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Title Hierarchical multi-label classification for protein function prediction going beyond traditional approaches [electronic resource] / by Noor Alaydie.
Author Alaydie, Noor
Publication Info. 2012

Location Call No. Status Notes
 Libraries Electronic Books  Electronic Resource - WSU ETD    AVAIL. ONLINE
Description 133 p. : ill.
Note Advisors: Farshad Fotouhi
Co-advisor: Chandan Reddy
Thesis Thesis (Ph.D.) -- Wayne State University, 2012.
Summary Hierarchical multi-label classification is a variant of traditional classification in which the instances can belong to several labels, that are in turn organized in a hierarchy. Functional classification of genes is a challenging problem in functional genomics due to several reasons. First, each gene participates in multiple biological activities. Hence, prediction models should support multi-label classification. Second, the genes are organized and classified according to a hierarchical classification scheme that represents the relationships between the functions of the genes. These relationships should be maintained by the prediction models. In addition, various bimolecular data sources, such as gene expression data and protein-protein interaction data, can be used to assign biological functions to genes. Therefore, the integration of multiple data sources is required to acquire a precise picture of the roles of the genes in the living organisms through uncovering novel biology in the form of previously unknown functional annotations. In order to address these issues, the presented work deals with the hierarchical multi-label classification. The purpose of this thesis is threefold: first, Hierarchical Multi-Label classification algorithm using Boosting classifiers, HML-Boosting, for the hierarchical multi-label classification problem in the context of gene function prediction is proposed. HML-Boosting exploits the predefined hierarchical dependencies among the classes. We demonstrate, through HML-Boosting and using two approaches for class-membership inconsistency correction during the testing phase, the top-down approach and the bottom-up approach, that the HMLBoosting algorithm outperforms the flat classifier approach.
Moreover, the author proposed the HiBLADE algorithm (Hierarchical multi-label Boosting with LAbel DEpendency), a novel algorithm that takes advantage of not only the pre-established hierarchical taxonomy of the classes, but also effectively exploits the hidden correlation among the classes that is not shown through the class hierarchy, thereby improving the quality of the predictions. According to the proposed approach, first, the pre-defined hierarchical taxonomy of the labels is used to decide upon the training set for each classifier. Second, the dependencies of the children for each label in the hierarchy are captured and analyzed using Bayes method and instance-based similarity. The primary objective of the proposed algorithm is to find and share a number of base models across the correlated labels. HiBLADE is different than the conventional algorithms in two ways. First, it allows the prediction of multiple functions for genes at the same time while maintaining the hierarchy constraint. Second, the classifiers are built based on the label understudy and its most similar sibling. Experimental results on several real-world biomolecular datasets show that the proposed method can improve the performance of hierarchical multilabel classification. More important, however, is then the third part that focuses on the integration of multiple heterogeneous data sources for improving hierarchical multi-label classification. Unlike most of the previous works, which mostly consider a single data source for gene function prediction, the author explores the integration of heterogeneous data sources for genome-wide gene function prediction. The integration of multiple heterogeneous data sources is addressed with a novel Hierarchical Bayesian iNtegration algorithm, HiBiN, a general framework that uses Bayesian reasoning to integrate heterogeneous data sources for accurate gene function prediction. The system formally uses posterior probabilities to assign class memberships to samples using multiple data sources while maintaining the hierarchical constraint that governs the annotation of the genes. The author demonstrates, through HiBiN, that the integration of the diverse datasets significantly improves the classification quality for hierarchical gene function prediction in terms of several measures, compared to single-source prediction models and fused-flat model, which are the baselines compared against. Moreover, the system has been extended to include a weighting scheme to control the contributions from each data source according to its relevance to the label under-study. The results show that the new weighting scheme compares favorably with the other approach along various performance criteria.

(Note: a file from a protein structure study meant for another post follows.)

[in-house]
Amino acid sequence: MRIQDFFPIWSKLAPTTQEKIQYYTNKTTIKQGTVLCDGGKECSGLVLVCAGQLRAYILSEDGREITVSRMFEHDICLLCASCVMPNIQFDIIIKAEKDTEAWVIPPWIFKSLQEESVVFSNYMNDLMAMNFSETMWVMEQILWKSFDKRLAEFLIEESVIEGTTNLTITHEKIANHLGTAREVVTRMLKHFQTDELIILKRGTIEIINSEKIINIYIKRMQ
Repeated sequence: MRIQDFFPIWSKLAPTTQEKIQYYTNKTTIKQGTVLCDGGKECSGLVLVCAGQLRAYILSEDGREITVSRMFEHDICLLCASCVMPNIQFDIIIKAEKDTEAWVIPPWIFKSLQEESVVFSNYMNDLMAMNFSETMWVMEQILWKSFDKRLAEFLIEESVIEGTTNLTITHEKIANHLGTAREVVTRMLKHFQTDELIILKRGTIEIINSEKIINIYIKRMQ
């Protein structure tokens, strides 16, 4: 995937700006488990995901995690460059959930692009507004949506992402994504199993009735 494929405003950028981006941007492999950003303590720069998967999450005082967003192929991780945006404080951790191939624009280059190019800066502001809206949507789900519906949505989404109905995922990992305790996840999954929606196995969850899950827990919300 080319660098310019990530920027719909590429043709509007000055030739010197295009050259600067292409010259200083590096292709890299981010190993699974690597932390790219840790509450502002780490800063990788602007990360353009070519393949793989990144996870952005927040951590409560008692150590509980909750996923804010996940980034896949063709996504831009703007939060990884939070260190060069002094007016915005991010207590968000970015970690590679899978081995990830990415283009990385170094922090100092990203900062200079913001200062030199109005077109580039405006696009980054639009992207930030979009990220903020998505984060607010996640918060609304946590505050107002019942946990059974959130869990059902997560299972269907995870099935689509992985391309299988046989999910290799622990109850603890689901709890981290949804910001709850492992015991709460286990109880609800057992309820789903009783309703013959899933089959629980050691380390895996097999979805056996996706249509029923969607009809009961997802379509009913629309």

Subject Computer science
Added Title Wayne State University thesis (Ph.D.) : Computer Science
OCLC # 813143850
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